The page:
Another phenomenon that might be related to the power of similar vibrations is synchronicity – the coincidence of seemingly unrelated events that share a common meaning. A typical example of synchronicity is when the beloved clock or watch of an individual breaks or stops at the precise moment of their death.

The phenomenon was first described by famed Swiss psychiatrist Carl Jung, who also coined the term “synchronicity” [5]. His first striking encounter with a “meaningful coincidence” of this kind occurred when one of his patients was describing her dream about a golden scarab beetle. Suddenly, Jung heard a rapping on the window. When he opened it, a rose chafer beetle – the insect most similar to a scarab in Jung’s region – flew into the room. Jung quickly put two and two together. He realized that the mythological meaning of the scarab – an ancient Egyptian symbol for rebirth – was highly pertinent to his patient’s problems, and that the recounting of her dream was the reason why the insect had appeared in waking life.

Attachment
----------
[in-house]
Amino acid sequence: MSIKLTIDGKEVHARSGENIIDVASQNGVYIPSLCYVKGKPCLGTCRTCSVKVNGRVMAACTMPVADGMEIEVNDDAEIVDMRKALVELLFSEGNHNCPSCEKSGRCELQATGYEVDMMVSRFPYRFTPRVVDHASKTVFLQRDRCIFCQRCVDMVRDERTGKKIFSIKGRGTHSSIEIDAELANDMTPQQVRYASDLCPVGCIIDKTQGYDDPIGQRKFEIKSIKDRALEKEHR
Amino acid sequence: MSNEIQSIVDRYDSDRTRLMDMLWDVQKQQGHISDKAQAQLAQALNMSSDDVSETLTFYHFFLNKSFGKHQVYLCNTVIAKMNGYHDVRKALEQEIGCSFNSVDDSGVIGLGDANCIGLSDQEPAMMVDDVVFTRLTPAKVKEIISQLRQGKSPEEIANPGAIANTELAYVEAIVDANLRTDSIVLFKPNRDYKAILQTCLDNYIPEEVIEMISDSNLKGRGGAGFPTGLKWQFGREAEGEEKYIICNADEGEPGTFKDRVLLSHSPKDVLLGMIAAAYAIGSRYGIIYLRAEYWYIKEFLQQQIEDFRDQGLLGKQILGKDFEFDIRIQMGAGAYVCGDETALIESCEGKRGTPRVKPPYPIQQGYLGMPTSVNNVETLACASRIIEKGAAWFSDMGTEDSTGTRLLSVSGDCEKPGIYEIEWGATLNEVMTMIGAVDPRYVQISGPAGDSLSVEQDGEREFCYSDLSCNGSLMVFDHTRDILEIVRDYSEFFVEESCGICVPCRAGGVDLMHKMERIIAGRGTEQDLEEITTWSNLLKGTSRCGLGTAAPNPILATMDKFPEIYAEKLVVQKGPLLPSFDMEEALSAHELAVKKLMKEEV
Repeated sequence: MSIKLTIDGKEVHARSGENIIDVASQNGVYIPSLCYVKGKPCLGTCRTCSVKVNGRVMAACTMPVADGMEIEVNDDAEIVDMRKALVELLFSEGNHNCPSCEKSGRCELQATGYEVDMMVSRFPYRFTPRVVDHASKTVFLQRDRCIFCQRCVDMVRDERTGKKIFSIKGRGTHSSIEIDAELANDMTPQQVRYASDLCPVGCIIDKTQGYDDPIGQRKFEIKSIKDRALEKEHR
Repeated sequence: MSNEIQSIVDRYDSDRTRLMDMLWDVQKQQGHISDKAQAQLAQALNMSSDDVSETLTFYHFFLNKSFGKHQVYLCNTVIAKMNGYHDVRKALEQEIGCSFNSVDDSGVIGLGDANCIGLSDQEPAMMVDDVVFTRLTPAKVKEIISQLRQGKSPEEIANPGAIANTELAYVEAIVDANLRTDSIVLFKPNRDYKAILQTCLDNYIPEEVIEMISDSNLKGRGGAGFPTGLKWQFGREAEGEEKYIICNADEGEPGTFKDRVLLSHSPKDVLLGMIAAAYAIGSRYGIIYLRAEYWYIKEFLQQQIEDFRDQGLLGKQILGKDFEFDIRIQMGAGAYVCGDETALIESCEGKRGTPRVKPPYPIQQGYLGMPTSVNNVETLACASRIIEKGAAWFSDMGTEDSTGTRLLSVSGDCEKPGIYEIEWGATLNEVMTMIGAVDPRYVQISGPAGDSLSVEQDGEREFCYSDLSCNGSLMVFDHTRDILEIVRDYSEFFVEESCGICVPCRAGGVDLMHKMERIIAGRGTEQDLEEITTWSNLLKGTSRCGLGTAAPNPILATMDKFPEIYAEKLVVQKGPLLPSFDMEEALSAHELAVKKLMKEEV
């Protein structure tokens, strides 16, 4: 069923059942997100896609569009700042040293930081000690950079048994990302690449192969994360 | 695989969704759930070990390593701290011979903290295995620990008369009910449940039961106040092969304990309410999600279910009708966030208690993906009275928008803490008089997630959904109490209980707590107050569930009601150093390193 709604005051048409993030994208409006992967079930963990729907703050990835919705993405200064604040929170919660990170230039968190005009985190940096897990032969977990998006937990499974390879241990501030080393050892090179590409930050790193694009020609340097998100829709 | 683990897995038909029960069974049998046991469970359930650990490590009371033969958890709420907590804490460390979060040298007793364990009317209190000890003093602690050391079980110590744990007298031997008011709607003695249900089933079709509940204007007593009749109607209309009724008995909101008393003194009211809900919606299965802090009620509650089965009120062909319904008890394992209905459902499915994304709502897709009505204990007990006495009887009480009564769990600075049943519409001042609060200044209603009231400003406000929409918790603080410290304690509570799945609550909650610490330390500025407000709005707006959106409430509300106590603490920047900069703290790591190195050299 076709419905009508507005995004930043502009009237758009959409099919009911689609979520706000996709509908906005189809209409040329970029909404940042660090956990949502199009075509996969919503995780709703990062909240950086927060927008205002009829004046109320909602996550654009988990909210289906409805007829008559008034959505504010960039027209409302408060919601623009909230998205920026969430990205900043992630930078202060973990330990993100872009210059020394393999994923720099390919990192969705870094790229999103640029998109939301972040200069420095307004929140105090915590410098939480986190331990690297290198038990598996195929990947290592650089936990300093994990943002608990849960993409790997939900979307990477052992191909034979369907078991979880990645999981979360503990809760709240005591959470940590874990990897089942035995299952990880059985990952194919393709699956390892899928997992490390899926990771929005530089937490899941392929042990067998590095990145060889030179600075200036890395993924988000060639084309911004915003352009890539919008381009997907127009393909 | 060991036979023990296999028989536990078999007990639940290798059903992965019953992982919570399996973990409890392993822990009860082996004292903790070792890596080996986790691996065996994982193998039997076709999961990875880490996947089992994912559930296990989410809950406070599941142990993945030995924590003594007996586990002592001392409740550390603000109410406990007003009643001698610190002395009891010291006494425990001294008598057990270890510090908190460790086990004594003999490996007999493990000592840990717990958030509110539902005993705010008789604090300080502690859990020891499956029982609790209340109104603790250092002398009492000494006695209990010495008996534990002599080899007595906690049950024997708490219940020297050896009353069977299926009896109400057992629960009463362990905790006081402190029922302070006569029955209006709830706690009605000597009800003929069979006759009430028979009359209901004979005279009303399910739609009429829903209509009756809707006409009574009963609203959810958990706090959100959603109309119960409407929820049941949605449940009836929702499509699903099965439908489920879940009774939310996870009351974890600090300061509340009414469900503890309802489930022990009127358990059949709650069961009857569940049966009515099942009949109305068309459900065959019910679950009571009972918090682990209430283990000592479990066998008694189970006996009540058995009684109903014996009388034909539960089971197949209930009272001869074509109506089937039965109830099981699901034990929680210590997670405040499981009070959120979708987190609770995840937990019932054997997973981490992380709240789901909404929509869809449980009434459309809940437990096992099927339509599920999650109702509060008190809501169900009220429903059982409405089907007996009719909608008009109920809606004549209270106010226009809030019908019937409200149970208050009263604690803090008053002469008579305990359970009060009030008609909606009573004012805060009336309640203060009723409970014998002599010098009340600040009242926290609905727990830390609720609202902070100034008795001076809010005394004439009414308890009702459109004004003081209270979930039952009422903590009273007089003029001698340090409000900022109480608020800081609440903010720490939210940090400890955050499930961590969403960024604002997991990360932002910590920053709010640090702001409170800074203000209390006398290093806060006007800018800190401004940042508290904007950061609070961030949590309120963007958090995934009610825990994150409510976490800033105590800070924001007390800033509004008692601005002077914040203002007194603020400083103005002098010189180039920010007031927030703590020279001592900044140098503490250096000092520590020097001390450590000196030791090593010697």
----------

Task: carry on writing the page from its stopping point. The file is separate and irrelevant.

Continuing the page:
When you think about it, the phenomenon of synchronicity has some profound implications. In particular, the universe may not be operating like a cold, meaningless machine after all. Instead, the reality we experience each day may be flooded with, what I like to call fields of meaning. Each field of meaning has a particular vibration to it, and objects, individuals, emotions, symbols, dreams, and events that share this vibration may resonate with one another and then, as a result, co-occur in time and space. If so, this may be what causes a synchronicity. In other words, in addition to simple cause and effect (“A causes B causes C”), synchronicity may be another fundamental mechanism that determines how our reality unfolds.

If you look back on your life, I’m sure you can come up with a few personal experiences of synchronicity. Often, these amazing coincidences occur at key junctures – when you meet your true love, when you get the job of your dreams, when fate seems to open a door. Somehow, the intensity of our desire may create a field of meaning that brings fortuitous synchronicities our way. Here are two pretty amazing examples from my own life.